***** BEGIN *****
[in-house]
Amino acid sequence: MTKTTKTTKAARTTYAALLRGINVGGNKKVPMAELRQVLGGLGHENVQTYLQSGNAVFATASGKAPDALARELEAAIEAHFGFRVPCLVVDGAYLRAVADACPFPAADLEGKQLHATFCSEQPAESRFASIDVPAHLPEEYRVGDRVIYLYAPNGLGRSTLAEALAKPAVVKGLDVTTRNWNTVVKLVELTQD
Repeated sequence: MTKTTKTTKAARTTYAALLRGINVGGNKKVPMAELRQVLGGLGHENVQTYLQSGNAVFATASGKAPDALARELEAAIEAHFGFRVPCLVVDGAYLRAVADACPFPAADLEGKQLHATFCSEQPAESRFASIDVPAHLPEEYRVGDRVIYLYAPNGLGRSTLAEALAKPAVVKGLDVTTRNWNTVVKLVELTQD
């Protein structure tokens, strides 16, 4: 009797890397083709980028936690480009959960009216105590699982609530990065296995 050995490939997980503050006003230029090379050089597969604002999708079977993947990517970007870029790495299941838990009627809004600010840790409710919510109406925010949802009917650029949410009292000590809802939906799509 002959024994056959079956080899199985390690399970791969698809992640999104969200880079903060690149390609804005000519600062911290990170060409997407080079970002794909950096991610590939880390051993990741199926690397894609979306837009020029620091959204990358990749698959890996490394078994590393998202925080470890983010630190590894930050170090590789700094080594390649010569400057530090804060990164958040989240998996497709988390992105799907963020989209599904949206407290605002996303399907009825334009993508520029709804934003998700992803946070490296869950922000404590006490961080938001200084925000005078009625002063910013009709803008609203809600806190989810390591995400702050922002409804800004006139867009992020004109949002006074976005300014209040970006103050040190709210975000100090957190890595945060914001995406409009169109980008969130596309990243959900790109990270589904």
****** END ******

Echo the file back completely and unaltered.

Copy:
[in-house]
Amino acid sequence: MTKTTKTTKAARTTYAALLRGINVGGNKKVPMAELRQVLGGLGHENVQTYLQSGNAVFATASGKAPDALARELEAAIEAHFGFRVPCLVVDGAYLRAVADACPFPAADLEGKQLHATFCSEQPAESRFASIDVPAHLPEEYRVGDRVIYLYAPNGLGRSTLAEALAKPAVVKGLDVTTRNWNTVVKLVELTQD
Repeated sequence: MTKTTKTTKAARTTYAALLRGINVGGNKKVPMAELRQVLGGLGHENVQTYLQSGNAVFATASGKAPDALARELEAAIEAHFGFRVPCLVVDGAYLRAVADACPFPAADLEGKQLHATFCSEQPAESRFASIDVPAHLPEEYRVGDRVIYLYAPNGLGRSTLAEALAKPAVVKGLDVTTRNWNTVVKLVELTQD
């Protein structure tokens, strides 16, 4: 009797890397083709980028936690480009959960009216105590699982609530990065296995 050995490939997980503050006003230029090379050089597969604002999708079977993947990517970007870029790495299941838990009627809004600010840790409710919510109406925010949802009917650029949410009292000590809802939906799509 002959024994056959079956080899199985390690399970791969698809992640999104969200880079903060690149390609804005000519600062911290990170060409997407080079970002794909950096991610590939880390051993990741199926690397894609979306837009020029620091959204990358990749698959890996490394078994590393998202925080470890983010630190590894930050170090590789700094080594390649010569400057530090804060990164958040989240998996497709988390992105799907963020989209599904949206407290605002996303399907009825334009993508520029709804934003998700992803946070490296869950922000404590006490961080938001200084925000005078009625002063910013009709803008609203809600806190989810390591995400702050922002409804800004006139867009992020004109949002006074976005300014209040970006103050040190709210975000100090957190890595945060914001995406409009169109980008969130596309990243959900790109990270589904």